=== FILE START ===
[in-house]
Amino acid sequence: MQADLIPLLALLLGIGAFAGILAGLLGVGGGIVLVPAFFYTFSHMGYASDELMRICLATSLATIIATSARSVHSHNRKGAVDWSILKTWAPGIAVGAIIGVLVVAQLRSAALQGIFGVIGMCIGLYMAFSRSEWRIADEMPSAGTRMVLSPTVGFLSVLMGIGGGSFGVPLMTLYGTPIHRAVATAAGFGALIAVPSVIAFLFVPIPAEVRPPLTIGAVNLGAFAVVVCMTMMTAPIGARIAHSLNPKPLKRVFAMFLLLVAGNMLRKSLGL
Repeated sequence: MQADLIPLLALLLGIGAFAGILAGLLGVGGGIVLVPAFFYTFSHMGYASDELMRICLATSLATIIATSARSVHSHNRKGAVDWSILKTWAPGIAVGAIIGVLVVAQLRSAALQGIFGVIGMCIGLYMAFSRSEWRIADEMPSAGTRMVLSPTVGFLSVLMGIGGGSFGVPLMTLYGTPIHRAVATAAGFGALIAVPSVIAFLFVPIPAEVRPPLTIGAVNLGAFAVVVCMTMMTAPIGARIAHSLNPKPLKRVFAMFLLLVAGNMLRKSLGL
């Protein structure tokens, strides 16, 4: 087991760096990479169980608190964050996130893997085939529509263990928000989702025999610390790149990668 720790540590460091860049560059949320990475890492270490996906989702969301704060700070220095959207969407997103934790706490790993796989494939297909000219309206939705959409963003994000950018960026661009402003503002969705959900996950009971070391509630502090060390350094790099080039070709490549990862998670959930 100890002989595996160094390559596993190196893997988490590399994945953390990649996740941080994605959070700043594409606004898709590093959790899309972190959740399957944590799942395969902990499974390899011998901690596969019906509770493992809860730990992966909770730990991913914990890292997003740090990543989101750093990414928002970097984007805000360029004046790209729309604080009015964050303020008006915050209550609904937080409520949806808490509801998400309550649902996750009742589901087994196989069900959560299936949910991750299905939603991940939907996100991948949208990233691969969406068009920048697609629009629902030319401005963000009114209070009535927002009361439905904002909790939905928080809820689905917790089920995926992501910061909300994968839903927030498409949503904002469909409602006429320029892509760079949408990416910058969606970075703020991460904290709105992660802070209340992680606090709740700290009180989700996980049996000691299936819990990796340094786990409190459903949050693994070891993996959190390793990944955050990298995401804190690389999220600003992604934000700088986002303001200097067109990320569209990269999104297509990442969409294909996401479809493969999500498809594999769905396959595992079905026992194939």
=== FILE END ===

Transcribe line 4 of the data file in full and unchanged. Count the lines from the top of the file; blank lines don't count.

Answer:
């Protein structure tokens, strides 16, 4: 087991760096990479169980608190964050996130893997085939529509263990928000989702025999610390790149990668 720790540590460091860049560059949320990475890492270490996906989702969301704060700070220095959207969407997103934790706490790993796989494939297909000219309206939705959409963003994000950018960026661009402003503002969705959900996950009971070391509630502090060390350094790099080039070709490549990862998670959930 100890002989595996160094390559596993190196893997988490590399994945953390990649996740941080994605959070700043594409606004898709590093959790899309972190959740399957944590799942395969902990499974390899011998901690596969019906509770493992809860730990992966909770730990991913914990890292997003740090990543989101750093990414928002970097984007805000360029004046790209729309604080009015964050303020008006915050209550609904937080409520949806808490509801998400309550649902996750009742589901087994196989069900959560299936949910991750299905939603991940939907996100991948949208990233691969969406068009920048697609629009629902030319401005963000009114209070009535927002009361439905904002909790939905928080809820689905917790089920995926992501910061909300994968839903927030498409949503904002469909409602006429320029892509760079949408990416910058969606970075703020991460904290709105992660802070209340992680606090709740700290009180989700996980049996000691299936819990990796340094786990409190459903949050693994070891993996959190390793990944955050990298995401804190690389999220600003992604934000700088986002303001200097067109990320569209990269999104297509990442969409294909996401479809493969999500498809594999769905396959595992079905026992194939």